Any food that’s free.

• What is the best advice you have ever received? From whom?
I don’t know anything really specific, but I have learned plenty of life lessons through the years that have influenced me.

• Who’s your hero and why?
Greg LeMond, because he’s the only American who has ever won the Tour de France (fairly).

• What would you do if you won $1 million in the lottery?
Open up a destination cycling resort. I would take over the world, one defunct golf course at a time and turn them into cycling resorts.

>> Suggest a “Faces of Fauquier” profile subject

Do you know someone who lives in Fauquier County you would like to see in Faces of Fauquier? E-mail Cassandra Brown at .(JavaScript must be enabled to view this email address) or Editor Lou Emerson at .(JavaScript must be enabled to view this email address).

Previous Faces of Fauquier:

• Teaching music therapy combines Abigail Newman’s passions.

• Brenda Rich leads volunteers who organize and run the Fauquier County Fair.

• 1st Sgt. Greg Harris stresses empathy in his job as a supervisor at the county detention center.

• Chuck Tippett challenges the “rich guy” stereotype about pilots.

• County government employee Surja Tamang previously worked as a Mt. Everest sherpa.

• Woody Isaac found his calling as a chef at age 16.

• Horses take Tommy Lee Jones all over the county.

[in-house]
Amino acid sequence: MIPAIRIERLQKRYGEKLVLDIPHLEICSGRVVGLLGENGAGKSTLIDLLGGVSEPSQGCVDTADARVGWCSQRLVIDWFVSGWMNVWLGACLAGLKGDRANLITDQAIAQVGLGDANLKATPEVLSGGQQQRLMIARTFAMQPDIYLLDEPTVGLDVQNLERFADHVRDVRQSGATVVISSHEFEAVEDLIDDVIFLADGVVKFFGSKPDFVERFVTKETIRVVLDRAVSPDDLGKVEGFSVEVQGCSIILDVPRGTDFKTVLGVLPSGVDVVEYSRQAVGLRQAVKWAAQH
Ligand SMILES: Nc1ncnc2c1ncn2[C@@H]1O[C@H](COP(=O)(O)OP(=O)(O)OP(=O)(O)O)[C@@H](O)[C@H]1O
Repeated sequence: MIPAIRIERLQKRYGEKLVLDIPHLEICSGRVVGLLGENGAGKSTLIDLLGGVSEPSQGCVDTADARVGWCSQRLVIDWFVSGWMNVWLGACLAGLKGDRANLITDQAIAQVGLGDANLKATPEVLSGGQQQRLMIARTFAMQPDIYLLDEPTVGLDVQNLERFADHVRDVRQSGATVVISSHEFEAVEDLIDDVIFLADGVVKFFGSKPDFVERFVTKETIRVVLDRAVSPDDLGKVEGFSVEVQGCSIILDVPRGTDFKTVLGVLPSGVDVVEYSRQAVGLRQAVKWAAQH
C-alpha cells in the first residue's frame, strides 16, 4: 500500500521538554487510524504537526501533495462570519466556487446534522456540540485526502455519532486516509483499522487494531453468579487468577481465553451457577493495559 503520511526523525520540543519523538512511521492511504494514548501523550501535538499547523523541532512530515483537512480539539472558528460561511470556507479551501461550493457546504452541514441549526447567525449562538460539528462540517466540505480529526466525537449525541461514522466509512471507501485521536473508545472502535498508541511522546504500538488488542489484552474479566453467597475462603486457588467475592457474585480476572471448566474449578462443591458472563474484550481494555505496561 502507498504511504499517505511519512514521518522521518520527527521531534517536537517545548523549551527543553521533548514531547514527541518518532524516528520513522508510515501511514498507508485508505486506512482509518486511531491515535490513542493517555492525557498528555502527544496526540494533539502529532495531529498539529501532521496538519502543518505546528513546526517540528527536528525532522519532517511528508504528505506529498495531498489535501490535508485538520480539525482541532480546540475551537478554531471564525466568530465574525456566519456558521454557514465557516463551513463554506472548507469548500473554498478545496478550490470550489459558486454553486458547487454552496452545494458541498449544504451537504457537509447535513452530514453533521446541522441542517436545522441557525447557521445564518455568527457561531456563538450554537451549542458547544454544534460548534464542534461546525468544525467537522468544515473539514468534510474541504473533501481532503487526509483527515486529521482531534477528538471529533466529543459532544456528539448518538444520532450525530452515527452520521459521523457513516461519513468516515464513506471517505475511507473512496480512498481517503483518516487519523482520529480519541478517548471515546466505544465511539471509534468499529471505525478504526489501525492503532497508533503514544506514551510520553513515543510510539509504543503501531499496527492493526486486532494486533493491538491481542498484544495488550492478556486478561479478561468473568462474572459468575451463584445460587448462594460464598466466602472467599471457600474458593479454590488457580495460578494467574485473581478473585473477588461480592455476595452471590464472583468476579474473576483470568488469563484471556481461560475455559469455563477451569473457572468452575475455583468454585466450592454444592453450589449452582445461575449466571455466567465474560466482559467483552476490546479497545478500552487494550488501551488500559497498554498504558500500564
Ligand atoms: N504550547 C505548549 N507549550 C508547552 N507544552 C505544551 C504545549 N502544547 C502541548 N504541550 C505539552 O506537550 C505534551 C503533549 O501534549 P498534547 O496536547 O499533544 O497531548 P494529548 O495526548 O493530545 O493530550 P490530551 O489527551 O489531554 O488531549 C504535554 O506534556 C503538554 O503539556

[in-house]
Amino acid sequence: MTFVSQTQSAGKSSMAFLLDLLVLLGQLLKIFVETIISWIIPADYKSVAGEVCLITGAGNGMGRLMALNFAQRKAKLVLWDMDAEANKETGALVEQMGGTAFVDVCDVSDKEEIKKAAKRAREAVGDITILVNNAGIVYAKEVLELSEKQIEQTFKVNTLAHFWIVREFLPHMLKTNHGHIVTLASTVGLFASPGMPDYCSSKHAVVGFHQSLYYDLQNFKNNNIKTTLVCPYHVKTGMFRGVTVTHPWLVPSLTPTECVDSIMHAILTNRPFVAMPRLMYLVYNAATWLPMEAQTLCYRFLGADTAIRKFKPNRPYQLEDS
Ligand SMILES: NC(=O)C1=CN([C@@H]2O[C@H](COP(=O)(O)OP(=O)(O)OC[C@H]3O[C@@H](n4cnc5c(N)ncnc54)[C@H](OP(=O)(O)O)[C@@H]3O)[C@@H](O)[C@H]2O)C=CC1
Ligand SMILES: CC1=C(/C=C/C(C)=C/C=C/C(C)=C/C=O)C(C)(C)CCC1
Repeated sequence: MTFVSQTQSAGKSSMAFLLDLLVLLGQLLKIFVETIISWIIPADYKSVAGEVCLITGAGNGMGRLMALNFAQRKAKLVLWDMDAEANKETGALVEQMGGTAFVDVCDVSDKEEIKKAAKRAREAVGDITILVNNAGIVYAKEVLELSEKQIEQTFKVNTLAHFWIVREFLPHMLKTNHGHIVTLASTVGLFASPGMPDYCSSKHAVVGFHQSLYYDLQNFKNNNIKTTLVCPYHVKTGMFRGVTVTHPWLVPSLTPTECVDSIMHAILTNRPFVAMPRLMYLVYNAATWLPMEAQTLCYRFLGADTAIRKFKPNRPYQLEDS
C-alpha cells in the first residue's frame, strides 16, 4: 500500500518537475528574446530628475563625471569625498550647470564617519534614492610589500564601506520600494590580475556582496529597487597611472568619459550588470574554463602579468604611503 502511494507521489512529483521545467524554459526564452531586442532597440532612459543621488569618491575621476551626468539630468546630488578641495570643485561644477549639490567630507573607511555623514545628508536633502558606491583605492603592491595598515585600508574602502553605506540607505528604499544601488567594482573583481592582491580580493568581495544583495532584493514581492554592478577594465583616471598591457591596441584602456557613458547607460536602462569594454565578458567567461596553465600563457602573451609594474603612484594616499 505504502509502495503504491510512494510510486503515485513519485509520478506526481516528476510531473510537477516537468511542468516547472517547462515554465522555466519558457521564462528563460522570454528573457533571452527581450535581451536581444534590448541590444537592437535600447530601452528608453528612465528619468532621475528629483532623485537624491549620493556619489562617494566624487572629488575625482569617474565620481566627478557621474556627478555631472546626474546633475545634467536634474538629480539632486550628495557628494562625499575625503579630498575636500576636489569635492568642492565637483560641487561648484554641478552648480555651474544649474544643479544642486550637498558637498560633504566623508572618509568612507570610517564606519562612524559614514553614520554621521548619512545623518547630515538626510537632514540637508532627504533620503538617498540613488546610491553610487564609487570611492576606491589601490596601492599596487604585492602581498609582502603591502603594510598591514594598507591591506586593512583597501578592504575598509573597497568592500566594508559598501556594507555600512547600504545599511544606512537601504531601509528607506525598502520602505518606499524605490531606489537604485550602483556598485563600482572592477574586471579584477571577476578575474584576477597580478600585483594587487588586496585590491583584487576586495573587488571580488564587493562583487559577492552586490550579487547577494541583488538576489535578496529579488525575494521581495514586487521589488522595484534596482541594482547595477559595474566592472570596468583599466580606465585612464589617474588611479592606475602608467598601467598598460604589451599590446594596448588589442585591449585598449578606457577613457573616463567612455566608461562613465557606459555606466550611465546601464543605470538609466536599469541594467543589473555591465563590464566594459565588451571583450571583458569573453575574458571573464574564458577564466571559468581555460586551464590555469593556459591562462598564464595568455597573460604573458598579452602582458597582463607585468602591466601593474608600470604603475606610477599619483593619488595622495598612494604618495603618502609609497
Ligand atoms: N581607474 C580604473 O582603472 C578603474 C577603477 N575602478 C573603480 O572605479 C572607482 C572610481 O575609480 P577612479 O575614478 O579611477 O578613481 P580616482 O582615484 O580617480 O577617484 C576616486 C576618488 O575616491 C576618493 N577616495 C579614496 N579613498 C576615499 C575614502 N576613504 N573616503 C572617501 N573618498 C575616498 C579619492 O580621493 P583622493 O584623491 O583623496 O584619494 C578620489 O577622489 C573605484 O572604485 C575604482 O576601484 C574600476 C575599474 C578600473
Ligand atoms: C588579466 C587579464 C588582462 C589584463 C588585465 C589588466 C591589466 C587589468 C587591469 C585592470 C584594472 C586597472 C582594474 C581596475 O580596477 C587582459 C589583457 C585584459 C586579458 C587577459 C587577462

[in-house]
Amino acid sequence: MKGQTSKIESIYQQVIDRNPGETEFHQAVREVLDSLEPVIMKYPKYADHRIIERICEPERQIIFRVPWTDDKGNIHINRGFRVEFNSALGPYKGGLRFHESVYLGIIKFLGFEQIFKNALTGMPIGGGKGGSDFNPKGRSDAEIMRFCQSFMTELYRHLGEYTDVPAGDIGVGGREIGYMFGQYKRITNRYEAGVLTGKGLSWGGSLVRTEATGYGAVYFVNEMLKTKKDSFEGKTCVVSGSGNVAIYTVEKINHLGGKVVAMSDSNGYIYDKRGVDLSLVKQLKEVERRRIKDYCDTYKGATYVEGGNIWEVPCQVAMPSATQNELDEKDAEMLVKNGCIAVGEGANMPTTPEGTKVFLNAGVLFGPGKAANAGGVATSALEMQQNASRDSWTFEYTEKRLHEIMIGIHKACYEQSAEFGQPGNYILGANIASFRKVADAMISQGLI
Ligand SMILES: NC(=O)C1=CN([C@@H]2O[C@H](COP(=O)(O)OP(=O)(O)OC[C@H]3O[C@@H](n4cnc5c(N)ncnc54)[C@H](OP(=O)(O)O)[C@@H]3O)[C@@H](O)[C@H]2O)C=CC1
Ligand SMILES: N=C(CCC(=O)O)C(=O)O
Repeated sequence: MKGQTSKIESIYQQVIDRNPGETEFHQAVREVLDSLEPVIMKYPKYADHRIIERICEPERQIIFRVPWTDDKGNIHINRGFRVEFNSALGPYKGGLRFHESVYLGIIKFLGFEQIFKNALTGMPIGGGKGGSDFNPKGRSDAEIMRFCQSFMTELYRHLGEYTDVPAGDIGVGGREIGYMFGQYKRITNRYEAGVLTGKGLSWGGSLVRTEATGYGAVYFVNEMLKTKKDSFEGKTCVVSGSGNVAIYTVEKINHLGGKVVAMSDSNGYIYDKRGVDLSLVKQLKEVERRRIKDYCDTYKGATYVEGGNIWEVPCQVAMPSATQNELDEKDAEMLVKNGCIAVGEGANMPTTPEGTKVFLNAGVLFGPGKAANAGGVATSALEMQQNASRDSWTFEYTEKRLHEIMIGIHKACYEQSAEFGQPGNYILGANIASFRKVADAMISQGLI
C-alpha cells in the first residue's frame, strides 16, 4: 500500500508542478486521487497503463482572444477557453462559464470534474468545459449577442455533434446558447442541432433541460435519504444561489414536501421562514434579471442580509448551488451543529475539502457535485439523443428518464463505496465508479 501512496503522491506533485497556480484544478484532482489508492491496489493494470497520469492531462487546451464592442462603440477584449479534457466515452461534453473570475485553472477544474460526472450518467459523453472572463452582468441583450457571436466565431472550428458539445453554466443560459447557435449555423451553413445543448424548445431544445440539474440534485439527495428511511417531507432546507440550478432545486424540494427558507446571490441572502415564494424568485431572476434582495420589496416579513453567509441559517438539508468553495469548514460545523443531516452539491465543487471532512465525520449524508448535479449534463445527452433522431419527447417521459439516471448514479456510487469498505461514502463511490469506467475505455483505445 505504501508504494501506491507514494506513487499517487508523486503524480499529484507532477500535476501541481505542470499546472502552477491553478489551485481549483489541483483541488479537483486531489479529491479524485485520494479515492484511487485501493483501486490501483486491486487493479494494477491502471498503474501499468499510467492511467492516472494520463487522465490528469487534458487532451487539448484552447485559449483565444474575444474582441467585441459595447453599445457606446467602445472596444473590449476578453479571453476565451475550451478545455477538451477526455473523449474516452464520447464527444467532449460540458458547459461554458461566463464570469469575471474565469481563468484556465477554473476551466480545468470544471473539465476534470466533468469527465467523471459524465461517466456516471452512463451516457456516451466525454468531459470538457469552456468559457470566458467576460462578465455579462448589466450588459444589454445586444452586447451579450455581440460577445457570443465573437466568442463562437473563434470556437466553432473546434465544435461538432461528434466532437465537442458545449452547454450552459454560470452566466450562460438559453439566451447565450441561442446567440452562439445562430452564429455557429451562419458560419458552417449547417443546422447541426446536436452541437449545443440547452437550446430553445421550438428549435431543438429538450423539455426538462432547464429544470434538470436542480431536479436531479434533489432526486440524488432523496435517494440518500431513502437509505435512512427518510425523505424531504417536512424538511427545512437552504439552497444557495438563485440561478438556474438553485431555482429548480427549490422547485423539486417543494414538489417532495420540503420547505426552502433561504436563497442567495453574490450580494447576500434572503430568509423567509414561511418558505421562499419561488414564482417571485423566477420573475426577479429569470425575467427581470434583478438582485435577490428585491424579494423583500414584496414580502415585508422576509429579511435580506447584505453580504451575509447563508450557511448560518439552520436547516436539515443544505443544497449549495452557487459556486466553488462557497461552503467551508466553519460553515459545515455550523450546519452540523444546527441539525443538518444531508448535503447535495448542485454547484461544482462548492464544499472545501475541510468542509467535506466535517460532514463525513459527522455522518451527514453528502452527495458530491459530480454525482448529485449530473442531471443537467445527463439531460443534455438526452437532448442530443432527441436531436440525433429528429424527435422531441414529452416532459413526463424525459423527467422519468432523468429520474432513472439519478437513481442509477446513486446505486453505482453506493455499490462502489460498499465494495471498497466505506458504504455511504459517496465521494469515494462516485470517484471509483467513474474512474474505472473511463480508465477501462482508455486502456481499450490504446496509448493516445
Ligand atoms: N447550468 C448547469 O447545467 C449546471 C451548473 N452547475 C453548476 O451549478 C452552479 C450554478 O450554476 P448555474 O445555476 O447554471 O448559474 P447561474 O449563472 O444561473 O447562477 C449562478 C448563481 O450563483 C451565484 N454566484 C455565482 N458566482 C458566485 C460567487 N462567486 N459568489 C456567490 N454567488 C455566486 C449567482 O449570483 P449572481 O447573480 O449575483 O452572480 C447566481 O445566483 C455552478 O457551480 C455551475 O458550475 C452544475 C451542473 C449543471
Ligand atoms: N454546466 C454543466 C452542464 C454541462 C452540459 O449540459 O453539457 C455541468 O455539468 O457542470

• Retired nurse Angela Neal continues to volunteer in hospital ER.

• Gilmer Lee really knows high school sports in Fauquier.

• Stage remains central to Tim Bambara’s life journey.

• Bus driver Melissa Strain’s weekend job all about “fun.”

• Bartender Taylor Edgar has a pretty good standup routine.

• A nomad childhood led Paul Schmeling to start a moving company.

• Adam Lynch’s family owns café with local food focus and a special name.

• Patricia McMahon Rice turns passion for art into her livelihood.

• Cindy D’Ambro works as “director of first impressions” at LFCC.

• Ginger Hilleary leads local literacy organization.

• Farmers with groundhog problems call Rod Kirkpatrick.

• Horses “retire” to work with Jeanne Blackwell.

• Remington cattle farmer Doug Linton loves his home and work.

• Sports central to Robert Glascock’s life’s work.

• For Richard Mast, company ownership started with his summer work as a teenager.

• Bernice Simpson knows northern Fauquier back roads and the people who live along them.

• Eddie Payne has logged 38 years as a volunteer firefighter in Marshall.

• Stephanie Layton turns her lifelong passion for dance into her livelihood.

• Shawn LaRue matches children and adoptive families.

• Biker and psychology major Clif Stroud makes music in a big way.

• Becky Crouch greets lots of visitors.

• She helped blaze trail to equality for black teachers.

• Family and food come first for Marshall pizzeria employee.

• Rural “closeness” of Fauquier appeals to Kansas native

• A “spoke” in the wheel of preservation.

• His job dovetails with passion for hunting

• Veteran educator sees the potential in every child.

• His passions: Fixing cars and helping people

• Habitat ReStore volunteer appreciates Fauquier’s diversity.

• Dad’s example led to new career at Fauquier Hospital.

• He lives and works in a beautiful place.

• The Goldvein firehouse ranks as his favorite place.

• Pretty things everywhere she looks.

• Through scouting, he encourages girls to explore.

• One day, he might run the company.

• FISH volunteer likes to help others.

• She sees the community’s generosity.

• Cop patrols while most people sleep.

• Pastor a constant in Calverton.

• She keeps the courthouse spotless.

• He loves working working outdoors at the park.

• She sees “everyone” at Carousel

• Library assistant works in a “fun place"

• Hat lady sets up shop in Old Town Warrenton